Breaking Early and Often

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Science  21 Nov 2008:
Vol. 322, Issue 5905, pp. 1165
DOI: 10.1126/science.322.5905.1165a

In 1857, a major earthquake ruptured the central part of the San Andreas fault from near Parkfield in the Carrizo Plain southward to just northeast of Los Angeles (a distance of about 300 km). Surface slip was up to 9 m. Excavations along this break have revealed evidence of several earlier major earthquakes; accurate dating of these events provides an indication of how frequent and regular such major quakes might be. Akciz et al. provide a series of new dates on a section through the fault at Bidart Fan, in the Carrizo Plain, that revise the history of previous quakes. Four previous events are recognized and resolved here, dating from about 1310. The intervals between the quakes range from as short as about 80 years to as long as 200 years; the average recurrence interval is 137 years. This interval is shorter than previously thought and now longer than the time since the 1857 quake. Although the revised dates imply a more regular rupture of the fault, it is not yet clear if the previous major quakes were like that in 1857, or even greater, or ruptured to the north, rather than the south. — BH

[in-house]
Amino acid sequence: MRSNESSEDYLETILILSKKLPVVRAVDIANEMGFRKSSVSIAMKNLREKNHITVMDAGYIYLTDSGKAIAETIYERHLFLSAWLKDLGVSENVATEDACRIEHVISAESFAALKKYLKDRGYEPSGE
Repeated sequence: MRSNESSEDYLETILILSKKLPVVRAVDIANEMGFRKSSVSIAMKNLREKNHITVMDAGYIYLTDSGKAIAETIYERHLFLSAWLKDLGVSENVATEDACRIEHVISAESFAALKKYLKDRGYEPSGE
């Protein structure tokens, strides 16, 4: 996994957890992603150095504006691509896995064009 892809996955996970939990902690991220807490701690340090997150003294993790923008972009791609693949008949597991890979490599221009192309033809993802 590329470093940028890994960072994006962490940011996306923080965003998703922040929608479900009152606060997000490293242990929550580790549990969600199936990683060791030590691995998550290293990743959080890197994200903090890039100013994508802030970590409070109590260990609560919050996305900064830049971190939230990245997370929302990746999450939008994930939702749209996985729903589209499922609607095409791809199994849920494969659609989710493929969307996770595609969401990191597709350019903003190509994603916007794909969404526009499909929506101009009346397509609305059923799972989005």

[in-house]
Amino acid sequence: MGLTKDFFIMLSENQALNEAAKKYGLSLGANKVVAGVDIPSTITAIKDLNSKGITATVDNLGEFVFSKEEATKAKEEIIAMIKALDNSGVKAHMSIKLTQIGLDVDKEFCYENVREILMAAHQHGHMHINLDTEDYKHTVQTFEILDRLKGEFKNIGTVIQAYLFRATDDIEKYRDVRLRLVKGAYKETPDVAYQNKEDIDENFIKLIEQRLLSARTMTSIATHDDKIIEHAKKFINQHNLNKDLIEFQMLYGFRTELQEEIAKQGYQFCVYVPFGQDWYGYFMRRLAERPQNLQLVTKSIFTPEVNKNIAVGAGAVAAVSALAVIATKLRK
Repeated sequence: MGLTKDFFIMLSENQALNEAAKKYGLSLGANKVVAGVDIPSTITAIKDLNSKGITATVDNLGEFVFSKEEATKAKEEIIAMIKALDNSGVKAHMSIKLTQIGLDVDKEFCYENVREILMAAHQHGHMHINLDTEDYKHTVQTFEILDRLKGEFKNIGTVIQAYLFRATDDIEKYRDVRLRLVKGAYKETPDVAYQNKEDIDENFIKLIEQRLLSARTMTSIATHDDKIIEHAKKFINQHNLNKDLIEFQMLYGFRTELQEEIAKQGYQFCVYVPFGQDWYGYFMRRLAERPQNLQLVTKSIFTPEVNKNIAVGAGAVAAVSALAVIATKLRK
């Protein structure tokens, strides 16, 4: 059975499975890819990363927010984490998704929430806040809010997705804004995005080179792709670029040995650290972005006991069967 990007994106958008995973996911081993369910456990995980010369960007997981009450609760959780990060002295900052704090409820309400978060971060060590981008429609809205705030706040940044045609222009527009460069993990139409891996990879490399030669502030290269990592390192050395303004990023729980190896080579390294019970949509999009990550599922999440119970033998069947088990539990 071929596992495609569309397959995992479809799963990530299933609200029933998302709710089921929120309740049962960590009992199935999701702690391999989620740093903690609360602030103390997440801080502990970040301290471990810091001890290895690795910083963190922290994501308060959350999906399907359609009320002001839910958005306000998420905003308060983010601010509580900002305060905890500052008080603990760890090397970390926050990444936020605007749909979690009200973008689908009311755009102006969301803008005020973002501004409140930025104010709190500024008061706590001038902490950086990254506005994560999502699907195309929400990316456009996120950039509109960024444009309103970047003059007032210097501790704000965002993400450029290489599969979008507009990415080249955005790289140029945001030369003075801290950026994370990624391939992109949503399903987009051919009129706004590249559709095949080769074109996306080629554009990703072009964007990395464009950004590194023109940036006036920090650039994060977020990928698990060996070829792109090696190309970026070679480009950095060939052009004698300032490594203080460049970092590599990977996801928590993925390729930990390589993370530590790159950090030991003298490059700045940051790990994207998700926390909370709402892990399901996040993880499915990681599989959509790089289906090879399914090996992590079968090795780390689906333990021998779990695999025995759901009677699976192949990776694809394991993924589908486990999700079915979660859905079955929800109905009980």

J. Geophys. Res. 10.1029/2007JB005285 (2008).

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